Edit 03 Aug 2016: With the July 2016 release you can now run your R-scripts directly in the query-editor (so no row-limit any more!). No need to go via the visuals. But this will limit you to export datasets from the query-editor, so no DAX.
Edit 22 Jan 2016: Currently this method is limited to 150k rows! It will drop all others without warning!
Edit 25 Jan 2016: 150k rows is the limit on all R-scripts at the moment (link). A warning sign will be shown on the image. Will create a new blogpost if this changes – so stay tuned (by following this blog, Twitter or LinkedIn)
With the December release, Microsoft enabled Power BI’s content to be fetched from the R-feature. So instead of plotting this data to the screen, could we just export it to a file?
Yes we can:
write.table(trim(dataset), file=”your filepath & filename.txt”, sep = “\t”, row.names = FALSE);
write.table has a lot of options, which are explained here. I’ve only used a few here: Exactly defining the location where the output-file shall be stored (file=), setting tab as delimiter (sep=”\t”) and skipping row names, which would be an index in our example here.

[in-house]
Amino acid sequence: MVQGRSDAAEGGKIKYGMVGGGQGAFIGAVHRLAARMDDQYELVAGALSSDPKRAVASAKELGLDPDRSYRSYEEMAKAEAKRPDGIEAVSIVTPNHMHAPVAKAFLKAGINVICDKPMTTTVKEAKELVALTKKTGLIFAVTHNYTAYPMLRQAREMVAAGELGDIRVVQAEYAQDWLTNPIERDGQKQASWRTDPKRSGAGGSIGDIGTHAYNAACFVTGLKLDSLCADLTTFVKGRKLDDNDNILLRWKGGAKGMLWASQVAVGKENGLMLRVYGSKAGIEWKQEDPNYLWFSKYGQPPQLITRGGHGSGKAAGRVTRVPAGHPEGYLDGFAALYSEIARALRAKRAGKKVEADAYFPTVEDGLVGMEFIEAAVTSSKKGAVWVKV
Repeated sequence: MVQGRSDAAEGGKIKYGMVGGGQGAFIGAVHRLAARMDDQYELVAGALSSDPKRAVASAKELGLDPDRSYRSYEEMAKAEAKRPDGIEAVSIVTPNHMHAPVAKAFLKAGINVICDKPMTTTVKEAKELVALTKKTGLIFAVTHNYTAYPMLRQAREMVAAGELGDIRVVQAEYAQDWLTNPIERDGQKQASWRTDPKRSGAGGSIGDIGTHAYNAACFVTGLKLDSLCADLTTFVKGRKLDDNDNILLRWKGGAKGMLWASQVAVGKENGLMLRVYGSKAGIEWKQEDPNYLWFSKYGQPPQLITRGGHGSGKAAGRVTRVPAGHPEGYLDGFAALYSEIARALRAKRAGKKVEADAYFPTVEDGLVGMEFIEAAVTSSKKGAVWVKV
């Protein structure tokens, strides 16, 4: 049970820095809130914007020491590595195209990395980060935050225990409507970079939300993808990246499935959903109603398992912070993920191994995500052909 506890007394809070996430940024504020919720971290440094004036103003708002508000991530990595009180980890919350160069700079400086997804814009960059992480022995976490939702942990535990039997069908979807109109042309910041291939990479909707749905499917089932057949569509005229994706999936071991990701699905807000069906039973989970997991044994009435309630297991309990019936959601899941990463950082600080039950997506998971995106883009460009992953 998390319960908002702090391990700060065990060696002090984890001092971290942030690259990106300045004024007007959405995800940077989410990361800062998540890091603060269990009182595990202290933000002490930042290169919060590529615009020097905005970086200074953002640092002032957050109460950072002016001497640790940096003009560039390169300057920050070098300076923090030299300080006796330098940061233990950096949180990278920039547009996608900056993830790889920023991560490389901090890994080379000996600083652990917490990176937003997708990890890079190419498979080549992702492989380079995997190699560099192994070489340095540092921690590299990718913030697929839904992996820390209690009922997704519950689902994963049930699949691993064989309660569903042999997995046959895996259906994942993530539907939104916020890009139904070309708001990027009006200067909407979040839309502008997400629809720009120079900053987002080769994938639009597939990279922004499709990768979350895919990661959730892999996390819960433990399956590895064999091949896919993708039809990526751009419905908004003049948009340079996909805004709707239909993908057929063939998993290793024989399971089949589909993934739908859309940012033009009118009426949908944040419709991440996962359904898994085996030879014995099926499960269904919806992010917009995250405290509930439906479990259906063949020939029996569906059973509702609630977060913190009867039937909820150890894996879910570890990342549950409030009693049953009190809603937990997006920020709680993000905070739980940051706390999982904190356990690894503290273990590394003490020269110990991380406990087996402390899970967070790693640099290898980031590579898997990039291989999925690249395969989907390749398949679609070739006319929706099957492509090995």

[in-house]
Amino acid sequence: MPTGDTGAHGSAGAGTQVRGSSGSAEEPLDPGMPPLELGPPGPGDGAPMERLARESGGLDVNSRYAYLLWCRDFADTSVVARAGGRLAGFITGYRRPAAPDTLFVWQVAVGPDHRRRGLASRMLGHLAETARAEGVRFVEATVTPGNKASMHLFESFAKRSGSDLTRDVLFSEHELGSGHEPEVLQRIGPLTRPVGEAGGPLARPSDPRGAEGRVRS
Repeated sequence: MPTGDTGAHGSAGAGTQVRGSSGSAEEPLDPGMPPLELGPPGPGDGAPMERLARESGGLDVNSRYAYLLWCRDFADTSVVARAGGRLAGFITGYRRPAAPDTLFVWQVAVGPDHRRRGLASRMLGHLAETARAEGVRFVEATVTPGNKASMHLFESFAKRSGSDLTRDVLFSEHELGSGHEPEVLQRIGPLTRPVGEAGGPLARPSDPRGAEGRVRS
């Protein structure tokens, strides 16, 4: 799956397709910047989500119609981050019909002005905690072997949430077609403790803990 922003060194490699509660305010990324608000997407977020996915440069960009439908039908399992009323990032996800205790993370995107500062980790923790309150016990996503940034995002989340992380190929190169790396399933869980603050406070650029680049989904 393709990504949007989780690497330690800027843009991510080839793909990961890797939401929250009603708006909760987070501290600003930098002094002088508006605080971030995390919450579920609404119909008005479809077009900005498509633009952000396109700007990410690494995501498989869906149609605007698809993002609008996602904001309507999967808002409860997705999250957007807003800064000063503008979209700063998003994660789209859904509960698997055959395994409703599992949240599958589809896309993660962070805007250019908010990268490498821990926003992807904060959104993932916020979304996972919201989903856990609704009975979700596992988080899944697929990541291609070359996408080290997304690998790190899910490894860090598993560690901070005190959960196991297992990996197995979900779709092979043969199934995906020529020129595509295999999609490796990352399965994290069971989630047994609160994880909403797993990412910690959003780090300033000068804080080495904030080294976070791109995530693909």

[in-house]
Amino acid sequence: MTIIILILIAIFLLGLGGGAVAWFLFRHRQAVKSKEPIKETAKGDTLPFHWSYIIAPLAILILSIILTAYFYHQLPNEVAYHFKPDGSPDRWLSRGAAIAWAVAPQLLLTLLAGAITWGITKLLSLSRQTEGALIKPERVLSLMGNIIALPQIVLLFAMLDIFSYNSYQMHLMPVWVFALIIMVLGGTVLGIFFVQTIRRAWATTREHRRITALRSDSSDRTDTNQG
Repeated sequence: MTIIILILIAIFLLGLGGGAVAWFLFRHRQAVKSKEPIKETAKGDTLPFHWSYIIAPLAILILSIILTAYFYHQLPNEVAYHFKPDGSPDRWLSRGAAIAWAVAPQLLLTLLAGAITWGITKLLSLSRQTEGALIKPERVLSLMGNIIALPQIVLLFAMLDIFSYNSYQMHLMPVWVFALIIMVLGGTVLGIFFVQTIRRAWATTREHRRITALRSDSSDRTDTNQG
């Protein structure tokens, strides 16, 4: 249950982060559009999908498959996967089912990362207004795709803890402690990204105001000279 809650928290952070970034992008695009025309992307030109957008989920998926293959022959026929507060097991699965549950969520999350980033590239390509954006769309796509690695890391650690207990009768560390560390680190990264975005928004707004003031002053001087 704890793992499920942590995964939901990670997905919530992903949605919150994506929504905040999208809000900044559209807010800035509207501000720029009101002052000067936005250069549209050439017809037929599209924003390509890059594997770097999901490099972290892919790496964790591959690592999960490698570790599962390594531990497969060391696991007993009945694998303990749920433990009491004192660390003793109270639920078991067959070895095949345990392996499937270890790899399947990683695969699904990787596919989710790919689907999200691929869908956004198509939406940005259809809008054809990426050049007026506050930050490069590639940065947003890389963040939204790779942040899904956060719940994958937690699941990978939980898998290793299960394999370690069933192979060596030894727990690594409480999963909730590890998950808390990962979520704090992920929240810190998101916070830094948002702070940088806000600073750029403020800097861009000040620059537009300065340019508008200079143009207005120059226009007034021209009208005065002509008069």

In addition to that, I had to get rid of trailing whitespaces that somehow sneaked into the table (trim(dataset)). Therefore the gdata-package is needed. So the full R-code looks like this:
write.table(trim(dataset), file=”your filepath & filename.txt”, sep = “\t”, row.names = FALSE)
Here you have to make sure to turn the slashes in the filepath: So if your path looks like this: C:\Users\Imke\Desktop\Rfile.txt you need to write it like this: C:/Users/Imke/Desktop/Rfile.txt
Let’s take this as a start that will probably fulfill many users need to quickly export data from Power BI to simple text files. Further use cases I see are: